I love sports. But I am not invested in them. It is fun to root for a team, but I don’t live and die with wins and losses. I get excited, I might yell (or even cuss), but when the game is over, it is over. I don’t dwell on the outcome, it is inconsequential and totally out of my control. There are important things in my life that I need to think about, or work on, or figure out, or fix, that thinking about how the Bengals could improve their pass rush or how changing the starting rotation of the Reds might win a few more games falls below the priority list. So it was much to my chagrin this weekend when twice I found my mood fouled by the outcome of a football game. Normally, win or lose, as the game ends I’m onto something else. So I took some time to examine what was different about the two games (Baylor vs. Oklahoma and Bengals vs. Texans). Both teams I rooted for lost, after being amazingly good and undefeated up until this point. I had high expectations going into the game, which after being a Bengals fan through much of the 90s and early 2000s taught me to mollify my expectations for victory. But it wasn’t just that. Teams lose, it happens a lot, and I certainly wasn’t thinking that the Bengals would go undefeated or that Baylor would be national champions. In fact, I remembered thinking earlier that if the Bengals did lose this game, it would be great because it would reduce expectations for an unrealistic undefeated season, reduce the tension, and give them a fire for victory that could carry over into playoff wins. Baylor was playing a tough team, and they were starting a freshman at quarterback. Given that, my expectations were muted enough that I shouldn’t have really been too upset about the loss, but at the end of both games there I was aggrieved and in a bad mood. I took me a bit but finally it dawned on me that the source of my aggravation had been about the time invested in a losing effort.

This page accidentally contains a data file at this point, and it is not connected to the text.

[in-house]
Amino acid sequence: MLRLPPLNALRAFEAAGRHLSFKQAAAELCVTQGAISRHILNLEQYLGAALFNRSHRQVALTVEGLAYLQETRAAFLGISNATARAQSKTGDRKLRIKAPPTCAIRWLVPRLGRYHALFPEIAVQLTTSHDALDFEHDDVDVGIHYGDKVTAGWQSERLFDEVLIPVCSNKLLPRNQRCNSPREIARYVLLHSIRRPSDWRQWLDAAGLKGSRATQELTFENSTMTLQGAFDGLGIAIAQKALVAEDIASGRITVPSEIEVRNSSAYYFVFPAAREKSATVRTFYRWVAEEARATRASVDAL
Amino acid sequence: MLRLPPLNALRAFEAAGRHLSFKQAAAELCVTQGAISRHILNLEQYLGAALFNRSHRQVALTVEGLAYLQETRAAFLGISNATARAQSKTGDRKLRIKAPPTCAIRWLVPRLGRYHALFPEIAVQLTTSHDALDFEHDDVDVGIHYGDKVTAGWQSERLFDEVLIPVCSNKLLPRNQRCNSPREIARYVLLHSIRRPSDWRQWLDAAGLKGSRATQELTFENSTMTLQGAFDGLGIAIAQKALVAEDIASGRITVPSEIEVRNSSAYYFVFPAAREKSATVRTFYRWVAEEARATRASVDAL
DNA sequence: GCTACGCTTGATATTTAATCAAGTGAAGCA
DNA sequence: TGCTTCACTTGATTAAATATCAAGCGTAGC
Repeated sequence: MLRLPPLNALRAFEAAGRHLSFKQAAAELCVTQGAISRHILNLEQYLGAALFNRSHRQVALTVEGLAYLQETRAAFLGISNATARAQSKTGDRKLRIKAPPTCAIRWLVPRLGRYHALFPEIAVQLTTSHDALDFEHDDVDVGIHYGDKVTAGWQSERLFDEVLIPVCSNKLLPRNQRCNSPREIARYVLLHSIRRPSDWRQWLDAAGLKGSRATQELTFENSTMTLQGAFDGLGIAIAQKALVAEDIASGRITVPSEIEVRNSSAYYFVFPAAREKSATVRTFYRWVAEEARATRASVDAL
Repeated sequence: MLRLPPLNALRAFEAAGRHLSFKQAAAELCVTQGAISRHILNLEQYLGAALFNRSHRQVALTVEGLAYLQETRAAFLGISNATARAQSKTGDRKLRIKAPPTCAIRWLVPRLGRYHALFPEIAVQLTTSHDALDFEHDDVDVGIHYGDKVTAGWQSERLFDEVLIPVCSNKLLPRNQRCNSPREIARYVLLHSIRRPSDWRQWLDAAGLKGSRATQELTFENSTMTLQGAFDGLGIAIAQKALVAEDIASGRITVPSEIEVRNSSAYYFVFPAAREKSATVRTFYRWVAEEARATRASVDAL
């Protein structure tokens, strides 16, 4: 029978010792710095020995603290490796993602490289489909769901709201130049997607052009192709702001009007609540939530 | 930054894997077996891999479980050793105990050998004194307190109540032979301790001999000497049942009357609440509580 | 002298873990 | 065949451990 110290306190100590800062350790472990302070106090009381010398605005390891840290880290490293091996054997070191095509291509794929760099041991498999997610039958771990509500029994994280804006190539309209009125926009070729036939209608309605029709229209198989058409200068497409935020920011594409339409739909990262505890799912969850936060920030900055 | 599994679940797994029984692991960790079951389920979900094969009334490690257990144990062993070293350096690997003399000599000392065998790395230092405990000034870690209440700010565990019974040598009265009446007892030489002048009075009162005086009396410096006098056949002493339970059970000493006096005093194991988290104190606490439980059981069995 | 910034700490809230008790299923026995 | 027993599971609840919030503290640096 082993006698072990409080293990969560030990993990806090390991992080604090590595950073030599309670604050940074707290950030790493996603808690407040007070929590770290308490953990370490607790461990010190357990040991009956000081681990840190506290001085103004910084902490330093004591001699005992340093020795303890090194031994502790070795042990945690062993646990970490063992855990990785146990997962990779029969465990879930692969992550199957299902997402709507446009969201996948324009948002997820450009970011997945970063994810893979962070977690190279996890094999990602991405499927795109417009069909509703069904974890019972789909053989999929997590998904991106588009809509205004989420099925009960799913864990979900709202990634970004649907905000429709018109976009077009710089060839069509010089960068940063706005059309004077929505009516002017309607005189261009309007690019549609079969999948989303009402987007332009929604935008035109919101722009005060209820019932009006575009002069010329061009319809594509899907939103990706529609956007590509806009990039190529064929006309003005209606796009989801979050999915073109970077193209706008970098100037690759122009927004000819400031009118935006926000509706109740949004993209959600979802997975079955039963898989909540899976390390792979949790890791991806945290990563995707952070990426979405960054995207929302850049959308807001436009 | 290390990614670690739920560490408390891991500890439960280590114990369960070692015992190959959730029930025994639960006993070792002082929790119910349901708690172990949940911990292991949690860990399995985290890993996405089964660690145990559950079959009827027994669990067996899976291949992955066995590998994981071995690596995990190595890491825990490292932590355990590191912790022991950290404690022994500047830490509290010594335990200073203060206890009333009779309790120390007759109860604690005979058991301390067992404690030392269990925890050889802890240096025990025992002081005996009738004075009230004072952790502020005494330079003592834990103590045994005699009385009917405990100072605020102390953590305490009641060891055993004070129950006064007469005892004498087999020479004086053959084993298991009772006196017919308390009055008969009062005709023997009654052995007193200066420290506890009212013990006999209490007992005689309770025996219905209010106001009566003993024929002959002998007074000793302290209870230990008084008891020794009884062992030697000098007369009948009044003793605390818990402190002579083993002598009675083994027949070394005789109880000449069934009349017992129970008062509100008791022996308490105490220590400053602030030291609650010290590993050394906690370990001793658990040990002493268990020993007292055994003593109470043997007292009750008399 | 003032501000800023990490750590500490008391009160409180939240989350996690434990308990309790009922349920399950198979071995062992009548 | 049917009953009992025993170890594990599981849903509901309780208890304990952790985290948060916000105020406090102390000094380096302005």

With Katie, rarely do Sara and I ever sit down to watch anything uninterrupted. Both of these games occurred in the evening, after Kate had gone to bed. I made a special point to watch the entirety of both games. During both games, Sara was doing things on the computer or watching TV in the bedroom, and I thought nothing of it. Sara wasn’t really interested in the games (since it wasn’t the Packers) and since she had other things to do, I watched the games by myself. This was the key. Most of the time I watch sports as a communal event, with friends and family, or with strangers at a bar, but in these two instances I had decided to invest the time alone. So why did the loss affect me. It was because it was a bad investment of 6 hours (two games). When I watch a game with someone else, regardless of the outcome, there is dual purpose: sports and interpersonal communications, and when one doesn’t work out (your team loses) just having someone else to there to share the experience and conversation makes the time investments at worst neutral.
For me, like many others, sports are a common language that facilitated many conversations. With my dad or grandpa. With my siblings. With strangers. Conversations initiated by a good play or a terrible call often meander into something more substantial during the course of the game. The slow ebb and flow of a baseball game gave me many an opportunity to chat with my dad. Conversations didn’t need to be deep or even meaningful; they just became part of patois, between singles, strikes, and stolen bases. Those conversations with my dad, or anyone, really made the three hours invested in watching a game worthwhile. It becomes so much a part of the experience that I really took it for granted. During the years I lived alone, I very rarely watched a whole game without doing anything else. Often I would read, write, or work on projects with the game on in the background, only breaking to catch those exciting moment. So even if my team lost, I still got something done.
These two games I watched I wasn’t doing anything else. I didn’t have my book out, or my laptop, I was just watching the game. So I invested, I made a bet on the outcome with my time and I lost. The end result was a crappy mood. Luckily, bad moods based on the outcome of football games are an easily recognized pattern so after about 30 minutes of grousing around I was on to the next thing.